So what are your tricks for hand washing in your cabin and getting your clothes dry?

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#21
5,640 Posts
Joined May 2010
Originally posted by johnjen
We tie a clothing net to a rope, stuff the pockets with the shower soap and just dunk it over the side and let the bag drag for an hour and then reel it in
You don't have to do that anymore! Just wash your clothes in the Flo Rider then dry in the I-FLY. They are open each day between 8 and 9 for this very purpose. Don't you read your Compass?
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#22
Jericho, New York
4,951 Posts
Joined Feb 2008
Originally posted by Galleon1234
We will be on a very long cruise and would love your advice and tip and tricks!
Best to consider using the ships laundry and or dry cleaning service. We were on a ship with a "gentleman" who appeared neat and clean- but his clothing had a horrible smell. So it is important to clean your clothes after a day of wearing them. I understand you might not want to bring a lot of luggage, so it is important to consider laundry services. We do hand wash swim suits- and hang in bathroom- enjoy your cruise- allocate some cash for laundry. It is your vacation surely you deserve it!
#23
GTA, Ontario, Canada
34,565 Posts
Joined Apr 2005
If on a cruise with no self serve laundry room we take wash & wear clothes
I use soap sheets to hand wash small items
roll in a towel & hang in bathroom overnight dry by morning
#24
Western Washington
5,024 Posts
Joined Aug 2001
We do a lot of hand wash on transatlantics. We intentionally pack synthetic fabrics that dry really fast. No cotton if we can help it. Since we've always had a balcony we take cheap plastic woodworking clamps (like clothespins on steroids) to clamp items tightly to the balcony chairs. Mid ocean nobody cares - especially now that smoking is not allowed on balconies on most (if not all) lines. The breeze outside usually dries things pretty quickly.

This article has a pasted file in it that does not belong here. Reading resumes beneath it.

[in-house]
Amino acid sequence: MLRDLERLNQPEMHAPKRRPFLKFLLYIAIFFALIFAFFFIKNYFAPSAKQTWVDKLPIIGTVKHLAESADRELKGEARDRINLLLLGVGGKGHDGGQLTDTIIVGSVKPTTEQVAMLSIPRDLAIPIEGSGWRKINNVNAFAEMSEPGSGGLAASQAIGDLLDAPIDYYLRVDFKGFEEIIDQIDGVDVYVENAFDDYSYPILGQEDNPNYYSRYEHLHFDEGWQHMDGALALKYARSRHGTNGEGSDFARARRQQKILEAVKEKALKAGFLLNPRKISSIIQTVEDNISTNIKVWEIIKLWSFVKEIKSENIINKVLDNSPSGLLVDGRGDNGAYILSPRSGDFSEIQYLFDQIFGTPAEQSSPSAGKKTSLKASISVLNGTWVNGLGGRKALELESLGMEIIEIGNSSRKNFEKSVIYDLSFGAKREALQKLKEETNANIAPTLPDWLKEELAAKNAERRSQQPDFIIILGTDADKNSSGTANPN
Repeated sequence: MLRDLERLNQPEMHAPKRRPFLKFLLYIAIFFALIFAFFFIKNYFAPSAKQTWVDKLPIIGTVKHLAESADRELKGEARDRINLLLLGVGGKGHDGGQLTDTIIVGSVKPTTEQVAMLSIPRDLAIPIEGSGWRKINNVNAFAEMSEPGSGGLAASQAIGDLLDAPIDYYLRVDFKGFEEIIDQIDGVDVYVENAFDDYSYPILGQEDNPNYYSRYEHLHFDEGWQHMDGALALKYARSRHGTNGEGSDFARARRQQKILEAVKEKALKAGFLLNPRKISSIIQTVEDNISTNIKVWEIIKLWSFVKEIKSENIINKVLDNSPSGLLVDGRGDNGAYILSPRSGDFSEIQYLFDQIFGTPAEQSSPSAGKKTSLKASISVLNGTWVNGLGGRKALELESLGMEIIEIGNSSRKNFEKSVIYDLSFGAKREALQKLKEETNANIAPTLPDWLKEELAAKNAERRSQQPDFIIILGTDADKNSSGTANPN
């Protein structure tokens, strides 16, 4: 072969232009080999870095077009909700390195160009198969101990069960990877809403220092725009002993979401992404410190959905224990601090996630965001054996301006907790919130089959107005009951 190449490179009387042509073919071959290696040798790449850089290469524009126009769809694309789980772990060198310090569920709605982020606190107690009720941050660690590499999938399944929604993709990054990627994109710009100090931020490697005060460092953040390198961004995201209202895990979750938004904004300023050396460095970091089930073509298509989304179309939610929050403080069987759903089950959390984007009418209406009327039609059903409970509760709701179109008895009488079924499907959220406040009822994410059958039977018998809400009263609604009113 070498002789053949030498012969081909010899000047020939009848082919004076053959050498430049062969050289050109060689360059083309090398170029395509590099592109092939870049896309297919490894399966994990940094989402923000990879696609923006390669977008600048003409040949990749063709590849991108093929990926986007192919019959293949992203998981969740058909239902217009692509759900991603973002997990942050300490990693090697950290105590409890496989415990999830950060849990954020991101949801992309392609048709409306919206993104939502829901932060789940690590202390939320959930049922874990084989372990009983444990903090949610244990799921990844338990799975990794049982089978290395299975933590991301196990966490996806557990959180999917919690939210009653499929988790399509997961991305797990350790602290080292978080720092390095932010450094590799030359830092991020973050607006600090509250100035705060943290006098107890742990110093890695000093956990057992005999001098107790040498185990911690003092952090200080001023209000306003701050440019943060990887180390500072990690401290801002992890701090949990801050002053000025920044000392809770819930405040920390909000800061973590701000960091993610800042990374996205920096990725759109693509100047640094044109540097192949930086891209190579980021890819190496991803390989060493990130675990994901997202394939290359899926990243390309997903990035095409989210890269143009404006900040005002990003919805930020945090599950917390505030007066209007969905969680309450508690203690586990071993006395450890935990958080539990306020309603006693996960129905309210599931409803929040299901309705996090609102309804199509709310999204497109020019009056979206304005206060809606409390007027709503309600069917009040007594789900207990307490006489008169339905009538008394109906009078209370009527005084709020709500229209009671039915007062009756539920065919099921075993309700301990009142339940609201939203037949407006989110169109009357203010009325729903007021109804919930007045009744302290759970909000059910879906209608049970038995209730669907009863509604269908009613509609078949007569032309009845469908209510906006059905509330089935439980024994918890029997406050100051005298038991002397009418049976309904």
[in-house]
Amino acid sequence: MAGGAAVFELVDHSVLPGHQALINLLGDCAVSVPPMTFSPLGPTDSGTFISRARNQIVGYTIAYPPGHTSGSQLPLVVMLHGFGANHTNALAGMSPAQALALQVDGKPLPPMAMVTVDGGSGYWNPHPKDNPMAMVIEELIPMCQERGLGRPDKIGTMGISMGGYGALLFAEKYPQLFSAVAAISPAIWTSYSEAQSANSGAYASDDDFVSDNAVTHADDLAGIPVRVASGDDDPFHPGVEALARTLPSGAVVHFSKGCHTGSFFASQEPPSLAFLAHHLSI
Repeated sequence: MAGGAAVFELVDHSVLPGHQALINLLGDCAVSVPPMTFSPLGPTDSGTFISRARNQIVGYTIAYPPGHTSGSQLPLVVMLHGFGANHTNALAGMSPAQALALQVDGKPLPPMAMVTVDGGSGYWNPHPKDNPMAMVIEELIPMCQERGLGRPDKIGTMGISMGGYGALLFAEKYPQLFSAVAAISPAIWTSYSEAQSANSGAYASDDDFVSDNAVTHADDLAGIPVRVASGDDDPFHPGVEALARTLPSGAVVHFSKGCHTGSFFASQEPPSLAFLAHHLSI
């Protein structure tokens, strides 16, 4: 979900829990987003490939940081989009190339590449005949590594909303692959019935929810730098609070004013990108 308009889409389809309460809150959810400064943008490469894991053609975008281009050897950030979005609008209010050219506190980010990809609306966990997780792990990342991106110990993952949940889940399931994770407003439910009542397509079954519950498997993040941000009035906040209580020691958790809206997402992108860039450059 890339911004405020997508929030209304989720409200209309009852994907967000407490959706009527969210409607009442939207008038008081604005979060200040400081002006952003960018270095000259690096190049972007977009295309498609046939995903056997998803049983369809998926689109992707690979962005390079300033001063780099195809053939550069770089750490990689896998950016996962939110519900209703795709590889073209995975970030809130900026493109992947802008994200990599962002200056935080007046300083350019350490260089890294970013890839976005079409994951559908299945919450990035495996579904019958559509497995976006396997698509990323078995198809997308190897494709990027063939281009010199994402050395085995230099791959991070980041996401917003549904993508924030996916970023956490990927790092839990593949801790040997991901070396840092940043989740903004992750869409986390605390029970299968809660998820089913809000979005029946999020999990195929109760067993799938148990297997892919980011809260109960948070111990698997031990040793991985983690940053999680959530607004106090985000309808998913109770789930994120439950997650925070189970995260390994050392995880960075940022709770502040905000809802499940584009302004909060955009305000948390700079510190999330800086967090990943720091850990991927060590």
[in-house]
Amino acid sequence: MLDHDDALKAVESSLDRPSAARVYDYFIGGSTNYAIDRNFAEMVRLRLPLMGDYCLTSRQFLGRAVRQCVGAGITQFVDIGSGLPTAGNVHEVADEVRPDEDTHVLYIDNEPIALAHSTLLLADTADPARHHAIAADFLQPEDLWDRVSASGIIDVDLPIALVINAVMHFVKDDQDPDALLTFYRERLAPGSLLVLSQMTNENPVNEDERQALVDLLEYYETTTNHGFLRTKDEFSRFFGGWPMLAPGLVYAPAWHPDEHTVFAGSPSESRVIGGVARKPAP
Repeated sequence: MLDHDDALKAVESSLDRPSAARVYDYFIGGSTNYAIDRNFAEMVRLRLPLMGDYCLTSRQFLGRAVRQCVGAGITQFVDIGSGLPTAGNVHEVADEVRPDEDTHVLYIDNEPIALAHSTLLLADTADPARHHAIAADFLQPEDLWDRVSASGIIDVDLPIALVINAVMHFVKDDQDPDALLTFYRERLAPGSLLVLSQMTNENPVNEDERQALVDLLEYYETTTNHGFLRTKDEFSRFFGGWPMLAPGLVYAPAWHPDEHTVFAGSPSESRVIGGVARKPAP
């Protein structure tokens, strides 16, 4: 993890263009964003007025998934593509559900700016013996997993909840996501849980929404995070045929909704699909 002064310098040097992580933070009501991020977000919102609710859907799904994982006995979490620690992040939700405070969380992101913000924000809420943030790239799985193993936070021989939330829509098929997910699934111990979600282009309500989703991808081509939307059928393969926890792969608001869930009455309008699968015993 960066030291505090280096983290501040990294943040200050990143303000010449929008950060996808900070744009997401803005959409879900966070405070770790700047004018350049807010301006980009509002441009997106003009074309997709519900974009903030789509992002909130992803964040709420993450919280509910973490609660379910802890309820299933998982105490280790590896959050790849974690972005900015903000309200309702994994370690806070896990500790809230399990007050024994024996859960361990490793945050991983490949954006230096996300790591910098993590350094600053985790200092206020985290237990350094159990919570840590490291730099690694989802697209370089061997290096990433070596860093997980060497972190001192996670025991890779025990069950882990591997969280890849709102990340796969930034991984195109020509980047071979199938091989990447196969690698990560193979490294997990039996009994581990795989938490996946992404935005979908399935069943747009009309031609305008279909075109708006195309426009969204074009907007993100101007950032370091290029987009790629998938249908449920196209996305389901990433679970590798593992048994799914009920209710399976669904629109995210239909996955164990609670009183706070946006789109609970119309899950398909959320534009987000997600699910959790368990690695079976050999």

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#25
Exactly where I want to be
6,979 Posts
Joined Apr 2008
Having clothes that lend themselves to a quick wash and quick hang dry is the important first step. I have shirts from The North Face, Prana, Athleta, Ex-Officio that fit that bill to a T for me. My pants are from the same stores. I use the detergent leaves (you can find them at REI, on online - look for "laundry detergent leaves." Socks and undies dry quickly, too (I have Ex-Officio undies - comfy, cool, and dry fast).
I just do a little laundry each day as part of my evening bathroom ritual. Takes just a couple of minutes. I also do the "roll up in a towel to get rid of excess" trick. Depending on my location, I'll hang on the curtain rod, on the shower head, or I have my handy travel clothesline - holds with suction cups. You can find these at REI, Magellan's, Travelsmith, etc.
I did a month-long business trip this way, packing only for a week. I always looked neat and I did not stink

I never send laundry out on a ship. It's only hot water wash, hot water rinse. If you have anything natural fiber, it will shrink.
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#26
82,428 Posts
Joined Aug 2000
Originally posted by SilkySal
I have never needed to do laundry in our room but, since all of the walls in the cabins are magnetic, I would think you might be able to rig some sort of a small clothes line with magnets on each end to attach to the corners of the walls maybe. You are not allowed to hang anything from the ceiling (excluding the towel monkey that may show up!)!!

When i hand wash underwear, I use t he provided shampoo. That is all I hand wash. I send everything else out to be washed, dry cleaned or pressed.

All HAL ship s have pull out clothese lines in shower/g tub.
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#27
Utah
193 Posts
Joined Sep 2016
Have found the lightweight wicking fabric is perfect for traveling - wash, rinse, smooth onto towel and do the stomp dance. Hang on hangers and they are quickly dry. I also travel with linen in hot climates - washes well, dries looking fine to wear if smoothed before hanging to dry and linen is fine slightly wrinkled. I do carry a powder form lingerie soap as others soaps may cause fading of clothes. We do send out cotton underclothes and pajamas on "wash and fold" day and dress slacks/dinner shirts to the laundry.